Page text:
It is known that damage to certain brain circuits can cause specific neuropsychiatric symptoms. But can targeting those particular circuits with therapeutic stimulation modulate the symptoms? A recent study led by Brigham and Women’s Hospital’s Michael D. Fox, MD, PhD, principal investigator and director of the Center for Brain Circuit Therapeutics, and Shan H. Siddiqi, MD, MBBS, corresponding author and a neuropsychiatrist at the center, answers that crucial question in the affirmative.
Dr. Fox believes the center’s interdisciplinary makeup — with faculty from neurology, psychiatry, neurosurgery and neuroradiology — gives it a strong foundation for tackling complex neuropsychiatric challenges.
“This paper exemplifies what you can do when you collaborate across disciplines, departments and even institutions,” he says. “I think the Brigham is doing that better than pretty much anybody else.”
In the study, published in Nature Human Behaviour, the team looked at depression severity after brain lesions, transcranial magnetic stimulation (TMS) and deep brain stimulation (DBS) across a total of 14 datasets. The investigators showed it is possible to map out depression based on the location of disease-causing lesions, TMS sites that relieve depression and DBS sites that either cause or relieve depression. They also found that all of these sites converge on one common circuit.
“That gives us a very, very strong link between the circuit that we identified and depression,” Dr. Fox says. “Also, it showed, for the first time, that you can use lesions that cause a symptom to identify a brain circuit that is an effective therapeutic target across multiple different types of brain stimulation.”
Collaboration Crossing Institutions and Countries
This paper was the product of a wide-ranging collaboration spanning 14 teams at multiple institutions across six countries. The researchers’ aim was to discover viable therapeutic targets for neuropsychiatric disorders. Meeting this goal has proven difficult, especially for psychiatric conditions. For instance, looking for imaging correlates of depression on MRI scans is problematic because these correlates may not be causally involved in the disease.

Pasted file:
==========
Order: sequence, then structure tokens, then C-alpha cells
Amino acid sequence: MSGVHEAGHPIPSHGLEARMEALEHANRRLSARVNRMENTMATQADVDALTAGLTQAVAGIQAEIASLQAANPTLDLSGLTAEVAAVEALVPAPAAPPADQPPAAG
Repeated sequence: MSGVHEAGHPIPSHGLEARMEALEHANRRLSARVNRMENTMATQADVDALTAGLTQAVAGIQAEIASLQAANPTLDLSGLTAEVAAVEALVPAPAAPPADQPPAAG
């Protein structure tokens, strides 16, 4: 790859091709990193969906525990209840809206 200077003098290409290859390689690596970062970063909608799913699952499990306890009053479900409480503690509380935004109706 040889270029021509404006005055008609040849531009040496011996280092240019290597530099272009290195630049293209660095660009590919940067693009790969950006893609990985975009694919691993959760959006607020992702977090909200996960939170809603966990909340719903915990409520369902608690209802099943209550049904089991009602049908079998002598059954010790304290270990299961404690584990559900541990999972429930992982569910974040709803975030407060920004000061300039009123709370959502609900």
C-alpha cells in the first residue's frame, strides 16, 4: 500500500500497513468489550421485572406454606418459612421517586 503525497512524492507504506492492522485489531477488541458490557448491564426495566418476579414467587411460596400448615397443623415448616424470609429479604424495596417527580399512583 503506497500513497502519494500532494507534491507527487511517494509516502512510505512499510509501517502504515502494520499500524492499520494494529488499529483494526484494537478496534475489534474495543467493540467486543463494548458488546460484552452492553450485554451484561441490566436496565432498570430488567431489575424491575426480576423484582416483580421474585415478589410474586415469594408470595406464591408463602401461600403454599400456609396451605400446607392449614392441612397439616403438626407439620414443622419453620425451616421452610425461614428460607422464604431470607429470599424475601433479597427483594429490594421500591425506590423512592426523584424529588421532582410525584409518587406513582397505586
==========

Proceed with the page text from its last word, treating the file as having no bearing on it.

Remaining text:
“This issue of causality is critical,” Dr. Fox says. “If the correlate is causing the disease, that’s great — maybe you have the right target. But if it’s compensating for the disease, it could be the worst possible target. You could intervene on that spot in the brain but make no progress in treating the disease or even make symptoms worse.”
The top causal source of information for mapping out symptoms is a brain lesion, according to Dr. Fox. With lesions, there is a causal link between the location of brain damage and the resulting symptom. TMS and DBS are other important sources — i.e., there is a causal link between the location of brain stimulation and symptom change.
Based on their analysis of brain lesions (n=461, five datasets), TMS (n=151, four datasets) and DBS (n=101, five datasets), the researchers found all three of these causal sources of information triangulate on a single brain circuit for depression.
“We showed that a) you can identify a circuit based on lesions causing a symptom, and b) brain stimulation sites that hit that circuit are the ones that best improve that symptom,” Dr. Fox says. “This convergent causal mapping lets you target the circuit in question in a very powerful way. For example, we can now take the circuit we identified, determine the exact spot of the brain that’s part of that circuit and hold our TMS coil over it to treat depression.”
Another key takeaway concerns the nature of brain stimulation treatment. A controversial, longstanding hypothesis has offered that TMS and DBS are radically different in nature and should be used to target different parts of the brain. Dr. Fox has had a contrasting hypothesis: You can target the same circuit with different forms of brain stimulation, whether that’s a non-invasive modality like TMS or an invasive modality like DBS.
“This is our strongest evidence to date showing that TMS and DBS really do converge on the same brain circuit, and no matter what neuromodulation technology or treatment you’re using, you’ve got to hit that circuit to have therapeutic benefit,” Dr. Fox says.
Finding New Targets for Other Neuropsychiatric Disorders
Moving forward, Dr. Fox and his colleagues plan to use these results to improve brain stimulation treatments and apply the same causal mapping approach to find better treatment targets for other neuropsychiatric symptoms and disorders.
For example, one ongoing effort involves studying patients who received DBS for Parkinson’s disease. Based on the circuit to which the electrodes are connected, investigators may be able to pinpoint patients who are having depression as a side effect of their brain stimulation. They may also be able to identify patients at risk of DBS-induced depression and then reprogram the electrodes to treat the depression. This work is currently in the validation phase, but clinical trials could start soon.